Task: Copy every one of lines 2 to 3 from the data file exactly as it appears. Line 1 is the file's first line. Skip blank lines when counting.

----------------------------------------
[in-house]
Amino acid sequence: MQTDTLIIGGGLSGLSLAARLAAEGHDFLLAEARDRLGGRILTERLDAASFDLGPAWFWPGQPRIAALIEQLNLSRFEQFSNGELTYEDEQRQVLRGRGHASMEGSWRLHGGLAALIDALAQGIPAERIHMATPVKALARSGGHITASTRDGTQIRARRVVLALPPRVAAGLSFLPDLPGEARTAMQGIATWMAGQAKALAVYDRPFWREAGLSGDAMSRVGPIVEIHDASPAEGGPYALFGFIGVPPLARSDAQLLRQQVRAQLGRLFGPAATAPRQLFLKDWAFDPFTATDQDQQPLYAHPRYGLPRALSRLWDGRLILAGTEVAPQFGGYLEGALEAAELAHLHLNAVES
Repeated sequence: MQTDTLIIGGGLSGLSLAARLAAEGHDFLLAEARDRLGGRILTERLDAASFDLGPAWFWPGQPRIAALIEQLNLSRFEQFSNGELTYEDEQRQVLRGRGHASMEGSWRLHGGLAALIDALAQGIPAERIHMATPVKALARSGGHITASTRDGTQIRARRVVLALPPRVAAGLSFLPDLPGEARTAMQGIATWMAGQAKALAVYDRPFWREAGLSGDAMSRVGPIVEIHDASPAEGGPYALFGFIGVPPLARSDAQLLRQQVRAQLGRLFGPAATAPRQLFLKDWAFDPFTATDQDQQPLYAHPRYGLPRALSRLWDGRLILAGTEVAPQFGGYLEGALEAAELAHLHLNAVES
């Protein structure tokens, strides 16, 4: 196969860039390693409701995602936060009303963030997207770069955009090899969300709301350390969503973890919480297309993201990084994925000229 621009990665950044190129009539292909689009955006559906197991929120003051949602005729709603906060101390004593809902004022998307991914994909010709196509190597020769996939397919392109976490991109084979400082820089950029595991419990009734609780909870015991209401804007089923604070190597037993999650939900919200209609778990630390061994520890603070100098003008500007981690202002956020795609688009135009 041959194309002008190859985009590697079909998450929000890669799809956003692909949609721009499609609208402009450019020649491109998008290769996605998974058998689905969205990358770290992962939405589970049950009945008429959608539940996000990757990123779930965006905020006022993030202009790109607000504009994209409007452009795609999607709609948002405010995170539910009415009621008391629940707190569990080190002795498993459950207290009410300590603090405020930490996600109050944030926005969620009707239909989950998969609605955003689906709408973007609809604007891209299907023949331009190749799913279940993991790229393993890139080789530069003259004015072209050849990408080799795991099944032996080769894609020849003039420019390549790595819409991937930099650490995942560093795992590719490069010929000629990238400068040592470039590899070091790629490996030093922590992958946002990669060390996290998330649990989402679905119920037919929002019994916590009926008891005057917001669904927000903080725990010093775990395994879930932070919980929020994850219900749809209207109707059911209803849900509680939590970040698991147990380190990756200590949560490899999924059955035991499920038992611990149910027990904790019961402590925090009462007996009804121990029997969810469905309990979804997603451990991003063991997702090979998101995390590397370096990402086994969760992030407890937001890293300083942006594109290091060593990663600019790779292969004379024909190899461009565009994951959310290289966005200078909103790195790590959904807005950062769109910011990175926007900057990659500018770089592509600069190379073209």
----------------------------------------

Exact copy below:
Amino acid sequence: MQTDTLIIGGGLSGLSLAARLAAEGHDFLLAEARDRLGGRILTERLDAASFDLGPAWFWPGQPRIAALIEQLNLSRFEQFSNGELTYEDEQRQVLRGRGHASMEGSWRLHGGLAALIDALAQGIPAERIHMATPVKALARSGGHITASTRDGTQIRARRVVLALPPRVAAGLSFLPDLPGEARTAMQGIATWMAGQAKALAVYDRPFWREAGLSGDAMSRVGPIVEIHDASPAEGGPYALFGFIGVPPLARSDAQLLRQQVRAQLGRLFGPAATAPRQLFLKDWAFDPFTATDQDQQPLYAHPRYGLPRALSRLWDGRLILAGTEVAPQFGGYLEGALEAAELAHLHLNAVES
Repeated sequence: MQTDTLIIGGGLSGLSLAARLAAEGHDFLLAEARDRLGGRILTERLDAASFDLGPAWFWPGQPRIAALIEQLNLSRFEQFSNGELTYEDEQRQVLRGRGHASMEGSWRLHGGLAALIDALAQGIPAERIHMATPVKALARSGGHITASTRDGTQIRARRVVLALPPRVAAGLSFLPDLPGEARTAMQGIATWMAGQAKALAVYDRPFWREAGLSGDAMSRVGPIVEIHDASPAEGGPYALFGFIGVPPLARSDAQLLRQQVRAQLGRLFGPAATAPRQLFLKDWAFDPFTATDQDQQPLYAHPRYGLPRALSRLWDGRLILAGTEVAPQFGGYLEGALEAAELAHLHLNAVES